Background During the last decade, rheumatoid arthritis (RA) research has mainly focused on early disease, as it has become apparent that early and aggressive treatment can change the long-term outcome of RA. However, as no cure has been identified for RA, most patients in clinical practice have established disease.
Objectives To describe the proportion of patients with established RA (≥5years disease duration) who experience continued joint damage despite receiving aggressive DMARD therapy, and to identify predictors of joint damage in established disease.
Methods We analyzed data from the Brigham Rheumatoid Arthritis Sequential Study (BRASS), an observational RA cohort from an academic medical center in the US. The data collection includes structured joint examinations, serological markers and patient reported outcome measures. Hand and wrist radiographs are acquired at baseline and 2 years and scored by van der Heijde modified Sharp score (vdHSs). We included patients with a disease duration ≥5 years and 2-year radiographic data (n=390). Progression of joint damage was defined as an annual change of ≥1 unit in total vdHSs. We first assessed the association between progressive joint damage and potential predictors such as age, gender, disease duration, treatment, DAS-28 category, subcutaneous nodules, seropositivity (classified as either negative for both RF and anti-CCP, positive for either RF or anti-CCP, or positive for both RF and anti-CCP), BMI category and smoking in univariate logistic regression models. We then built a multivariate regression model, and variables with univariate p-values <0.25 were included in the model building. DMARD treatment and disease duration were forced into the model as covariates.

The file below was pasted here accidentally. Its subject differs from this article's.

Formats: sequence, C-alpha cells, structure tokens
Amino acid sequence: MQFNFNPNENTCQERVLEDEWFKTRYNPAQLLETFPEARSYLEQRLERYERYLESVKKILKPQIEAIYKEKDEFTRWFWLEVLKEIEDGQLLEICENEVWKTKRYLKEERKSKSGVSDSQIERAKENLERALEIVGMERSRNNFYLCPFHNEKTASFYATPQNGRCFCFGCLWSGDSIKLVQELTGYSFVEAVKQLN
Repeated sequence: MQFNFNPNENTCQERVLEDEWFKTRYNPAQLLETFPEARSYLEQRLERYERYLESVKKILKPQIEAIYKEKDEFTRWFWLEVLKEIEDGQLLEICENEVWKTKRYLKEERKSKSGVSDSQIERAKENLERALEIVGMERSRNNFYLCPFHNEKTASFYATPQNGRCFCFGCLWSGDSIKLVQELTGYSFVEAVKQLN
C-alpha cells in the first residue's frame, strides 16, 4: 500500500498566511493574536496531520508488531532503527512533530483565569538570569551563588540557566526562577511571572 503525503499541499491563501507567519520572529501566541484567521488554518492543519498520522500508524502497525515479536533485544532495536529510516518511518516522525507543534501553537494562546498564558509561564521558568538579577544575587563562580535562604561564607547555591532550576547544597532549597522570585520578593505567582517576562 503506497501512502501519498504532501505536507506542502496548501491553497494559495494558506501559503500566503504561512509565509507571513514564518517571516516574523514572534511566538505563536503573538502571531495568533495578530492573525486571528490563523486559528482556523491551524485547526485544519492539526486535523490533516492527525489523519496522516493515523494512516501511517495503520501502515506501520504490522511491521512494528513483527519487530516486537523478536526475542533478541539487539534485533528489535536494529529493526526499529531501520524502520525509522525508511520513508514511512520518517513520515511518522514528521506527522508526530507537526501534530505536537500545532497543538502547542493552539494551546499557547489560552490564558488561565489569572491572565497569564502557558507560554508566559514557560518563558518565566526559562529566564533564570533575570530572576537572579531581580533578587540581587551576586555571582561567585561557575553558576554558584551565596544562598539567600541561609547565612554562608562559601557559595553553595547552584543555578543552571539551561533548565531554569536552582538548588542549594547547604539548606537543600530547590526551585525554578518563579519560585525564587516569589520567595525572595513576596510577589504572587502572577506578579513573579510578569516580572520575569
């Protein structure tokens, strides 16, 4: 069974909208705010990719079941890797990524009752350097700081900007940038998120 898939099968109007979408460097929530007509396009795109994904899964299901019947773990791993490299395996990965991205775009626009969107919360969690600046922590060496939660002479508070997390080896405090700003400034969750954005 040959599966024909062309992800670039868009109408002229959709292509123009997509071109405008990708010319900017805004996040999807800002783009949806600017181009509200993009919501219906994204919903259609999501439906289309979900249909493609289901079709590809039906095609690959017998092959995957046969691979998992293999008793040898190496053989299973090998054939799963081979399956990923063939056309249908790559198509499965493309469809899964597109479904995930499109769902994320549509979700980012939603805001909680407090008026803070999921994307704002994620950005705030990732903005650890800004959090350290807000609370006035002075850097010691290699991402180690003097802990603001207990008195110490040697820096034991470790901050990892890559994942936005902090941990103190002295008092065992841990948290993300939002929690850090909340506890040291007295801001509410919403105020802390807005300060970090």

Results The median (25th percentile, 75th percentile) age of the 390 patients was 60 (52, 67) years and the median disease duration was 17 (10, 27) years. 84% were female and 44% received biologic DMARD treatment. 16% (64 patients) were negative for both RF and anti-CCP, 16% (64) were positive for either and 68% (250) were positive for both RF and anti-CCP. 44% (172) of the patients had progression of joint damage. Older age, longer disease duration, worse disease activity, seropositivity, normal BMI and never smoking had a p-value <0.25 and were included in the model buiding. In multivariate logistic regression analyses, seropositivity was independently associated with joint damage. Positivity for either RF or anti-CCP had an OR (95% confidence interval) of 5.0 (2.2, 11.1) and positivity for both serological markers an OR of 4.1 (2.1, 8.2) for subsequent joint damage. No other independent predictors were identified.
Conclusions Progression of joint damage is still common in RA patients with at least five years disease duration, even in settings where 44% of the patients receive biologic DMARDs. Seropositivity is strongly and independently associated with joint damage, and should potentially influence treatment choices also in the later RA stages.
Disclosure of Interest S. Lillegraven: None Declared, N. Shadick Grant/Research support from: AMGEN, Abbott, Genentech, Cresc. Biosci., MedImm., Biogen Idec, Z. Jabbar-Lopez: None Declared, A. Potapov: None Declared, M. Frits: None Declared, C. Iannaccone Grant/Research support from: Cresc. Biosci., MedImmune, E. Haavardsholm: None Declared, T. Kvien: None Declared, M. Weinblatt Grant/Research support from: Biogen Idec, Cresc. Biosci., MedImm., Consultant for: Biogen Idec, Cresc. Biosci., MedImm., D. Solomon Grant/Research support from: Amgen, Abbott, Lilly, Consultant for: CORRONA